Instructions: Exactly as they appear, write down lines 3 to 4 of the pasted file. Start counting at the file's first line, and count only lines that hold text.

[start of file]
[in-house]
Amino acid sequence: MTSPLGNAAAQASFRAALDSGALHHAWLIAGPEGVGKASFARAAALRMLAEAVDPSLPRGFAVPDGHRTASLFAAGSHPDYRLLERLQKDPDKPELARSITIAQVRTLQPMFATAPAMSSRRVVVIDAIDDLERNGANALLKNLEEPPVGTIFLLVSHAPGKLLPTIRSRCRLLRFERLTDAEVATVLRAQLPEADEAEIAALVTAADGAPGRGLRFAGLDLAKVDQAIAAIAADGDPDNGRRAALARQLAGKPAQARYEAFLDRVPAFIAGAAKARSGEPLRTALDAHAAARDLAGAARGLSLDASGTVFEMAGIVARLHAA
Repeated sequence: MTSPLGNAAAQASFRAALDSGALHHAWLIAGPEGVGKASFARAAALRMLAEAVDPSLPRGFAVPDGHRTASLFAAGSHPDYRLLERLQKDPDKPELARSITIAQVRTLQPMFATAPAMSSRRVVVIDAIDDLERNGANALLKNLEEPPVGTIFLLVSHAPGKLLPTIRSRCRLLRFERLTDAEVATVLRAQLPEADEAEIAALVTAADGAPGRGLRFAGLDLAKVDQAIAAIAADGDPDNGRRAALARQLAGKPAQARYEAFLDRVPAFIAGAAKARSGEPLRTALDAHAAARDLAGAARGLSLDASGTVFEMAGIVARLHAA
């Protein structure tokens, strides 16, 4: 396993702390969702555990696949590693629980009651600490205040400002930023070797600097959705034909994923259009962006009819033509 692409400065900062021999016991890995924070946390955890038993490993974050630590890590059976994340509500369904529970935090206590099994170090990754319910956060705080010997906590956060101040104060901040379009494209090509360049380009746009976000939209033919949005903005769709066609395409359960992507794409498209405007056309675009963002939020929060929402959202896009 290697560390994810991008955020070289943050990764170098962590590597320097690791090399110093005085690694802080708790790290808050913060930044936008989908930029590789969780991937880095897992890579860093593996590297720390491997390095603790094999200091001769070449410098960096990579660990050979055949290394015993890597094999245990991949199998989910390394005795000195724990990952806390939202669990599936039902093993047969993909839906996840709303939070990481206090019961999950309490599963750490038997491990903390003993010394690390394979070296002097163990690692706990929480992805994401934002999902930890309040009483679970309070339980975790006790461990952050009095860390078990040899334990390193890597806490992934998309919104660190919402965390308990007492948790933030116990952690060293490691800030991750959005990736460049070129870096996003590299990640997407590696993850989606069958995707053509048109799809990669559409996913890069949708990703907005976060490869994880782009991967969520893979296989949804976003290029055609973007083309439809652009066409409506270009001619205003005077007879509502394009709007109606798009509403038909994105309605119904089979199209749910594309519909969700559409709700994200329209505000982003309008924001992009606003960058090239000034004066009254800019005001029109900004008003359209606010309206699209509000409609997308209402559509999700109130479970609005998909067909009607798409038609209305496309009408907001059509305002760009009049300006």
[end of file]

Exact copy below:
Repeated sequence: MTSPLGNAAAQASFRAALDSGALHHAWLIAGPEGVGKASFARAAALRMLAEAVDPSLPRGFAVPDGHRTASLFAAGSHPDYRLLERLQKDPDKPELARSITIAQVRTLQPMFATAPAMSSRRVVVIDAIDDLERNGANALLKNLEEPPVGTIFLLVSHAPGKLLPTIRSRCRLLRFERLTDAEVATVLRAQLPEADEAEIAALVTAADGAPGRGLRFAGLDLAKVDQAIAAIAADGDPDNGRRAALARQLAGKPAQARYEAFLDRVPAFIAGAAKARSGEPLRTALDAHAAARDLAGAARGLSLDASGTVFEMAGIVARLHAA
């Protein structure tokens, strides 16, 4: 396993702390969702555990696949590693629980009651600490205040400002930023070797600097959705034909994923259009962006009819033509 692409400065900062021999016991890995924070946390955890038993490993974050630590890590059976994340509500369904529970935090206590099994170090990754319910956060705080010997906590956060101040104060901040379009494209090509360049380009746009976000939209033919949005903005769709066609395409359960992507794409498209405007056309675009963002939020929060929402959202896009 290697560390994810991008955020070289943050990764170098962590590597320097690791090399110093005085690694802080708790790290808050913060930044936008989908930029590789969780991937880095897992890579860093593996590297720390491997390095603790094999200091001769070449410098960096990579660990050979055949290394015993890597094999245990991949199998989910390394005795000195724990990952806390939202669990599936039902093993047969993909839906996840709303939070990481206090019961999950309490599963750490038997491990903390003993010394690390394979070296002097163990690692706990929480992805994401934002999902930890309040009483679970309070339980975790006790461990952050009095860390078990040899334990390193890597806490992934998309919104660190919402965390308990007492948790933030116990952690060293490691800030991750959005990736460049070129870096996003590299990640997407590696993850989606069958995707053509048109799809990669559409996913890069949708990703907005976060490869994880782009991967969520893979296989949804976003290029055609973007083309439809652009066409409506270009001619205003005077007879509502394009709007109606798009509403038909994105309605119904089979199209749910594309519909969700559409709700994200329209505000982003309008924001992009606003960058090239000034004066009254800019005001029109900004008003359209606010309206699209509000409609997308209402559509999700109130479970609005998909067909009607798409038609209305496309009408907001059509305002760009009049300006």